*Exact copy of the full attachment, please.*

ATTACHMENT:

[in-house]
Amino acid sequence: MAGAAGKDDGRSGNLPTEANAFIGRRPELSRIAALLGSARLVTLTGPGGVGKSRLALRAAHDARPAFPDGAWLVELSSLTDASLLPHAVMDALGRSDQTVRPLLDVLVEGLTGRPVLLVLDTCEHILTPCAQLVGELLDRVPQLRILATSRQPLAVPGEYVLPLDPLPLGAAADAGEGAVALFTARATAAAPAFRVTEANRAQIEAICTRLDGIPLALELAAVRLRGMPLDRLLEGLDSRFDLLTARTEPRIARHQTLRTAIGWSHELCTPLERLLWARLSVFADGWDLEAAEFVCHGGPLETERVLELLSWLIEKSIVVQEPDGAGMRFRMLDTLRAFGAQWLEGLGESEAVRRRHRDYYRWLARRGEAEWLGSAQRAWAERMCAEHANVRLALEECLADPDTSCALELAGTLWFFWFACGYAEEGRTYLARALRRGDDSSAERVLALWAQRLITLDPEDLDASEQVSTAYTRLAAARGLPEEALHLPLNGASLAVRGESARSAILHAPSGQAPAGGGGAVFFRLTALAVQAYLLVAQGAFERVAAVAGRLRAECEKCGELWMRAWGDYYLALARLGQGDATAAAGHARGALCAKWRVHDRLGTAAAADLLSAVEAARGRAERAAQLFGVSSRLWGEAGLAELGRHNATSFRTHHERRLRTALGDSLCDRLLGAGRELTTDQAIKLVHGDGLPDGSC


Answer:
[in-house]
Amino acid sequence: MAGAAGKDDGRSGNLPTEANAFIGRRPELSRIAALLGSARLVTLTGPGGVGKSRLALRAAHDARPAFPDGAWLVELSSLTDASLLPHAVMDALGRSDQTVRPLLDVLVEGLTGRPVLLVLDTCEHILTPCAQLVGELLDRVPQLRILATSRQPLAVPGEYVLPLDPLPLGAAADAGEGAVALFTARATAAAPAFRVTEANRAQIEAICTRLDGIPLALELAAVRLRGMPLDRLLEGLDSRFDLLTARTEPRIARHQTLRTAIGWSHELCTPLERLLWARLSVFADGWDLEAAEFVCHGGPLETERVLELLSWLIEKSIVVQEPDGAGMRFRMLDTLRAFGAQWLEGLGESEAVRRRHRDYYRWLARRGEAEWLGSAQRAWAERMCAEHANVRLALEECLADPDTSCALELAGTLWFFWFACGYAEEGRTYLARALRRGDDSSAERVLALWAQRLITLDPEDLDASEQVSTAYTRLAAARGLPEEALHLPLNGASLAVRGESARSAILHAPSGQAPAGGGGAVFFRLTALAVQAYLLVAQGAFERVAAVAGRLRAECEKCGELWMRAWGDYYLALARLGQGDATAAAGHARGALCAKWRVHDRLGTAAAADLLSAVEAARGRAERAAQLFGVSSRLWGEAGLAELGRHNATSFRTHHERRLRTALGDSLCDRLLGAGRELTTDQAIKLVHGDGLPDGSC